An English translation of the Charter of the Forest:
The following translation of the Charter of the Forests as issued in 1217 is that which appears in Harry Rothwell (ed.), English Historical Documents, Vol. 3, 1189-1327 (London, Eyre & Spottiswoode, 1975), No. 24, at pp. 337-40.
Henry, by the grace of God, king of England, lord of Ireland, duke of Normandy, Aquitaine, and count of Anjou, to the archbishops, bishops, abbots, priors, earls, barons, justices, foresters, sheriffs, stewards, servants, and to all his bailiffs and faithful subjects, greeting. Know that out of reverence for God and for the salvation of our soul and the souls of our ancestors and successors, for the exaltation of holy church and the reform of our realm, we have granted and by this present charter confirmed for us and our heirs for ever, on the advice of our venerable father, the lord Gualo, cardinal priest of St Martin and legate of the apostolic see, of the lord Walter archbishop of York, William bishop of London and the other bishops of England and of William Marshal earl of Pembroke, ruler of us and of our kingdom, and our other faithful earls and barons of England, these liberties written below to be held in our kingdom of England for ever.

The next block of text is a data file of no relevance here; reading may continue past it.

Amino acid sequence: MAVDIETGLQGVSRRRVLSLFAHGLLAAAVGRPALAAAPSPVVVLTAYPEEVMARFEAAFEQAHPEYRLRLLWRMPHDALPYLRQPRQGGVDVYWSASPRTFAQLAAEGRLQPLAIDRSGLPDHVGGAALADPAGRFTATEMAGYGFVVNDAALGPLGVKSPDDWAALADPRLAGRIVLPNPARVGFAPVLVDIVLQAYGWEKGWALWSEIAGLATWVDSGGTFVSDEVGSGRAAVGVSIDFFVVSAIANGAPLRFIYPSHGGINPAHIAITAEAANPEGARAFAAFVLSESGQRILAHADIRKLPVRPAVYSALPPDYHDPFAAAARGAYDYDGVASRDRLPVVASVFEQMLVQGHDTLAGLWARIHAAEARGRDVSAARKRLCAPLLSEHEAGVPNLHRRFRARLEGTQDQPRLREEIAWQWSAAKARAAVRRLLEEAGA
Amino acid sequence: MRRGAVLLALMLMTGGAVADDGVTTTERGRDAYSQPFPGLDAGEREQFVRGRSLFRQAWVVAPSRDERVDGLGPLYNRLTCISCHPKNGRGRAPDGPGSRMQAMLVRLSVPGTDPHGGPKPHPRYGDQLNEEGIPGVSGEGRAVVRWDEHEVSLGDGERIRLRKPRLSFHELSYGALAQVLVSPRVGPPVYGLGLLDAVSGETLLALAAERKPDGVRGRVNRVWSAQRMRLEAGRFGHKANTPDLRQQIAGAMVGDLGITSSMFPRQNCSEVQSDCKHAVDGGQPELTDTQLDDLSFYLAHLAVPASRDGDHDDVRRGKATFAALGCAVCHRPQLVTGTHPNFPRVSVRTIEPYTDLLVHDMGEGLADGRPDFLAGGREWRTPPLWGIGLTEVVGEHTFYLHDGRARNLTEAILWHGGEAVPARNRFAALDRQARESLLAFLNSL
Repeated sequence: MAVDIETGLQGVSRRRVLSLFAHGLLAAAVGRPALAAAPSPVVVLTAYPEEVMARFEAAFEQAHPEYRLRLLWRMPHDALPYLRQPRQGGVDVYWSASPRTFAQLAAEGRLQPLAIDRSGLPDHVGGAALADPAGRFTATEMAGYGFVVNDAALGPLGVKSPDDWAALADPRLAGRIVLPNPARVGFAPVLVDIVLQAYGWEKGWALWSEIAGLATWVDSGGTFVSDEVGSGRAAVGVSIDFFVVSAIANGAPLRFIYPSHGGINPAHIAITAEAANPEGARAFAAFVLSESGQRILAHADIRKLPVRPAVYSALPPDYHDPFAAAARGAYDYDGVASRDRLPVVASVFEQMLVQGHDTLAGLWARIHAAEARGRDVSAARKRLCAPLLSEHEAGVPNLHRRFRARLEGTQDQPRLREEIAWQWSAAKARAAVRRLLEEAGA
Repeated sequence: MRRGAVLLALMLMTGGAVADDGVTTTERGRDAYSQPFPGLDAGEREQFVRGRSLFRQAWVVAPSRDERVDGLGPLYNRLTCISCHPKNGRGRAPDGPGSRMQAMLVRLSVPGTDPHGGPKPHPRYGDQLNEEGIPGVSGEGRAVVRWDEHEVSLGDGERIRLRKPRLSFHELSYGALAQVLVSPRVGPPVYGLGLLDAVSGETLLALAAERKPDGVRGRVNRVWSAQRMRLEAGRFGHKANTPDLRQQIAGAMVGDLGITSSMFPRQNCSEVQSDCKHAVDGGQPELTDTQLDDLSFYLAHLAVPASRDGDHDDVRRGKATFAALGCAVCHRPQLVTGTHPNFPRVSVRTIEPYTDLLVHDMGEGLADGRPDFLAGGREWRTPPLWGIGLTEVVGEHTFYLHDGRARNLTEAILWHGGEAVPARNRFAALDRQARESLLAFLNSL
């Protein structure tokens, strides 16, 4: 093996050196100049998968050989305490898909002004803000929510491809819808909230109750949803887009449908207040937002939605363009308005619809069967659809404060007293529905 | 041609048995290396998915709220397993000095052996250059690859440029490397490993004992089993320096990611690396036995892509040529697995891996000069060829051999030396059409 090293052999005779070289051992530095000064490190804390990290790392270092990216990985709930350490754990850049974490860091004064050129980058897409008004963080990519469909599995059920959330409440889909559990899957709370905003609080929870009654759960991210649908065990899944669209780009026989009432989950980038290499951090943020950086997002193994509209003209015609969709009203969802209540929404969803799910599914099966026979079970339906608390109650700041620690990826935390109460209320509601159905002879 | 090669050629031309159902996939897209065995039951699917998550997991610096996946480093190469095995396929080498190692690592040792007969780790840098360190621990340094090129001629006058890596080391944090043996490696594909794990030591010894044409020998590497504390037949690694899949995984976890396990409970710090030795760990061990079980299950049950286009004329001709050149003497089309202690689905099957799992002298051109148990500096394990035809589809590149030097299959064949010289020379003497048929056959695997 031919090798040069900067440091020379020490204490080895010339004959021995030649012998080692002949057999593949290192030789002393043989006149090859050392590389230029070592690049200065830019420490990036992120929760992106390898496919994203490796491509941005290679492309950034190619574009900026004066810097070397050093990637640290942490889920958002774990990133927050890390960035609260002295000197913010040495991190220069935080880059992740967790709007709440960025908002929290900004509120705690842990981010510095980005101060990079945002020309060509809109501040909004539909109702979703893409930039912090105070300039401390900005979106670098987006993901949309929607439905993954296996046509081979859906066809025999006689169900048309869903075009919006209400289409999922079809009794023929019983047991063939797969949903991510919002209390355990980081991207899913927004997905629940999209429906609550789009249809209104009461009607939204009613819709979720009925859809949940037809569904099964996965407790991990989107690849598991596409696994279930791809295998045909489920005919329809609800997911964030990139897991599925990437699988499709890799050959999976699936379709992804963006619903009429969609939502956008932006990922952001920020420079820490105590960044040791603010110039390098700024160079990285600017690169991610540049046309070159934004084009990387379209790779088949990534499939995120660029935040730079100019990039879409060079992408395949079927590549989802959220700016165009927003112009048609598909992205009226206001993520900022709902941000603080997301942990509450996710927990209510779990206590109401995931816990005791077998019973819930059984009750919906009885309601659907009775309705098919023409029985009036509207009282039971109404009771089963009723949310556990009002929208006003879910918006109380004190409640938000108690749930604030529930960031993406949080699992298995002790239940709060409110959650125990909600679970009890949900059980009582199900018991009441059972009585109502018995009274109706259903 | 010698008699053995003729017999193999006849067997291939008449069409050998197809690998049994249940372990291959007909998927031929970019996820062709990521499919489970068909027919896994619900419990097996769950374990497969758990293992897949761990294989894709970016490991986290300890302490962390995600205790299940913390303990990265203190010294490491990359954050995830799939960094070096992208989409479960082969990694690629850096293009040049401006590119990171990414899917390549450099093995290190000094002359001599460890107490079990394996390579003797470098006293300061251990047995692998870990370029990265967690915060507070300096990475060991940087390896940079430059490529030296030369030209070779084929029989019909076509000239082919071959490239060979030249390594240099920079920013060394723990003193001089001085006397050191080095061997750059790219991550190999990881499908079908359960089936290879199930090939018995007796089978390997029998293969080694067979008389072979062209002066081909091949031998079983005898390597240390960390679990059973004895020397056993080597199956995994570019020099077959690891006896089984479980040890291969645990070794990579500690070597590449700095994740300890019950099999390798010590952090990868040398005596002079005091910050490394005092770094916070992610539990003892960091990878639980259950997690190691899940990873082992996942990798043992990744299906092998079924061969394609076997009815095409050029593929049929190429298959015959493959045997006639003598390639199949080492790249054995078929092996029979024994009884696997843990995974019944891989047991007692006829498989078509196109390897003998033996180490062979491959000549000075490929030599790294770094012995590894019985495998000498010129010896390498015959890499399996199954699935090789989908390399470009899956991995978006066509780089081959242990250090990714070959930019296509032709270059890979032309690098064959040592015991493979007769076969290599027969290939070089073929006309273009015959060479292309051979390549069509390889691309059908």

In the first place, all the forests which king Henry our grandfather made forest shall be viewed by good and law-worthy men, and if he made forest any wood that was not his demesne to the injury of him whose wood it was, it shall be disafforested. And if he made his own wood forest, it shall remain forest, saving common of pasture and other things in that forest to those who were accustomed to have them previously.
 Men who live outside the forest need not henceforth come before our justices of the forest upon a general summons, unless they are impleaded or are sureties for any person or persons who are attached for forest offences.
 All woods made forest by king Richard our uncle, or by king John our father, up to the time of our first coronation shall be immediately disafforested unless it be our demesne wood.
 Archbishops, bishops, abbots, priors, earls, barons, knights and freeholders who have woods within forests shall have them as they had them at the time of the first coronation of the aforesaid king Henry our grandfather, so that they shall be quit forever in respect of all purprestures, wastes and assarts made in those woods between that time and the beginning of the second year of our coronation. And those who in future make waste, purpresture or assart in them without licence from us shall answer for wastes, purprestures and assarts.